Cultured human hepatocytes have broad research and clinical applications. However, culturing these cells is difficult.
There can be rapid loss of the hepatocytic phenotype in primary culture, and a limited replicating capacity of the cultured cells.
In this study, scientists from Australia and the United States describe the establishment of serum-free primary cultures of human fetal hepatocytes.
These cultures retained their hepatocytic morphology and gene expression patterns for several months. They also maintained sufficient proliferative activity to permit subculturing for at least 2 passages.
|Cultures retained their hepatocytic morphology and gene expression patterns for several months.|
The team found that the human fetal hepatocyte cultures contained 2 main cell types, which morphologically resembled large and small hepatocytes. The cells expressed alpha-fetoprotein, cytokeratin 19, albumin, and other hepatic proteins.
The scientists determined that treatment of the cultures with oncostatin M increased cell size, and enhanced cell differentiation and formation of bile canaliculi. This may have been due to an effect on hepatocyte nuclear factor 4.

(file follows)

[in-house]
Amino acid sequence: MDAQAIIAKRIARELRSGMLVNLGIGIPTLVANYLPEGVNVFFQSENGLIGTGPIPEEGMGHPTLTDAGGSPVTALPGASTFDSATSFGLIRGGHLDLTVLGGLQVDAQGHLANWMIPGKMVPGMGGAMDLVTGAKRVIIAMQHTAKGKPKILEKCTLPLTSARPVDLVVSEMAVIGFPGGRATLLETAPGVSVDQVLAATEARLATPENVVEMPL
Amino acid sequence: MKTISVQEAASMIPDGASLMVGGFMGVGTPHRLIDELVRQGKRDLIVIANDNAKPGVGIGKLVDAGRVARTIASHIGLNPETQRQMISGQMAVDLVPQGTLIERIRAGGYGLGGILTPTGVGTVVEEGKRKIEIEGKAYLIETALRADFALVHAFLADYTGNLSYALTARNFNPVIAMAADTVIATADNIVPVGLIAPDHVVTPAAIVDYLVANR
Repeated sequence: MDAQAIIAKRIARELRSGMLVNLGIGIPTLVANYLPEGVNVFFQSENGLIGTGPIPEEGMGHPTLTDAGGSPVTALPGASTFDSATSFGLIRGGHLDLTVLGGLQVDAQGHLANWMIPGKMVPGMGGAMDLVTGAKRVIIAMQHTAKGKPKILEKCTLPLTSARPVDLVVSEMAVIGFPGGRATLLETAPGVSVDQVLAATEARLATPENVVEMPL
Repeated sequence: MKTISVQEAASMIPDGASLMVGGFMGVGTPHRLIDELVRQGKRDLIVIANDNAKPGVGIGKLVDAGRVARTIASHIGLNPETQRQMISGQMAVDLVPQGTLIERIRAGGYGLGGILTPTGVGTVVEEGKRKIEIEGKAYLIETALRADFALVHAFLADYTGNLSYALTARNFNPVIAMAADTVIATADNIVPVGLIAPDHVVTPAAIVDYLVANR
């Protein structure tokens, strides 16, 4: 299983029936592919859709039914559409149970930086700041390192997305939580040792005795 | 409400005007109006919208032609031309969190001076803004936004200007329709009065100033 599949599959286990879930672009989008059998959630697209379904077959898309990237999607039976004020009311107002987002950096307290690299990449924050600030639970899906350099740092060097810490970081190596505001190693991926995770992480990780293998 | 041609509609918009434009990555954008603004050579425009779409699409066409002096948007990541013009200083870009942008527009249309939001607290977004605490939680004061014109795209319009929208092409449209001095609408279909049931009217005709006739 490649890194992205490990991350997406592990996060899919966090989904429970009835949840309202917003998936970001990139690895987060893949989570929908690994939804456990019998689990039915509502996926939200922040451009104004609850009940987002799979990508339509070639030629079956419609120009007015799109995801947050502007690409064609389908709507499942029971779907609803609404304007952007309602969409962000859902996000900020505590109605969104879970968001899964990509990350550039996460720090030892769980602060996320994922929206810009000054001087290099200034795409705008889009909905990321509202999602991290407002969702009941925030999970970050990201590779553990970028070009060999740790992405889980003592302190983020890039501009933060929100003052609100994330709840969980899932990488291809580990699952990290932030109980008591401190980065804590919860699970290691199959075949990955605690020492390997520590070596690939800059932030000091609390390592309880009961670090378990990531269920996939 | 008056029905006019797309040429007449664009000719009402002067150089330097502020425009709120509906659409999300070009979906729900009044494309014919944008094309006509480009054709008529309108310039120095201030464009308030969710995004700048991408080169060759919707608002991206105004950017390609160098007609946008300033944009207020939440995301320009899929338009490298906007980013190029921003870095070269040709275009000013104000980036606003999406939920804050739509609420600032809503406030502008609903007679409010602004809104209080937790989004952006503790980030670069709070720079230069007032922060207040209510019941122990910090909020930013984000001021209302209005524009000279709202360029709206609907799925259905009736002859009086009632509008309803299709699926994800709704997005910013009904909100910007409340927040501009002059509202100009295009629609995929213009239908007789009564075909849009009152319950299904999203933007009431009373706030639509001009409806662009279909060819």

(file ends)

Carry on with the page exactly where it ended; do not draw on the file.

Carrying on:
They found that a month after plating, multiple clusters of very small cells became apparent in the cultures. These cells had very few organelles and the team referred to them as blast-like cells.
Flow cytometric analysis of these cells showed that they express oval cell/stem cell markers such as CD90 (Thy-1), CD34, and OV-6, However, they do not stain with antibodies to 2-microglobulin.
The scientists determined that human fetal hepatocyte cultures maintained for 9 to 12 months produced grossly visible organoids. These contained ductular structures that stained for cytokeratin 18 and 19, and alpha-fetoprotein.
Dr Catherine Lázaro's team concluded, "Human fetal hepatocyte cultures…constitute an excellent tool for a variety of studies with human hepatocytes, including the mechanisms of viral infection".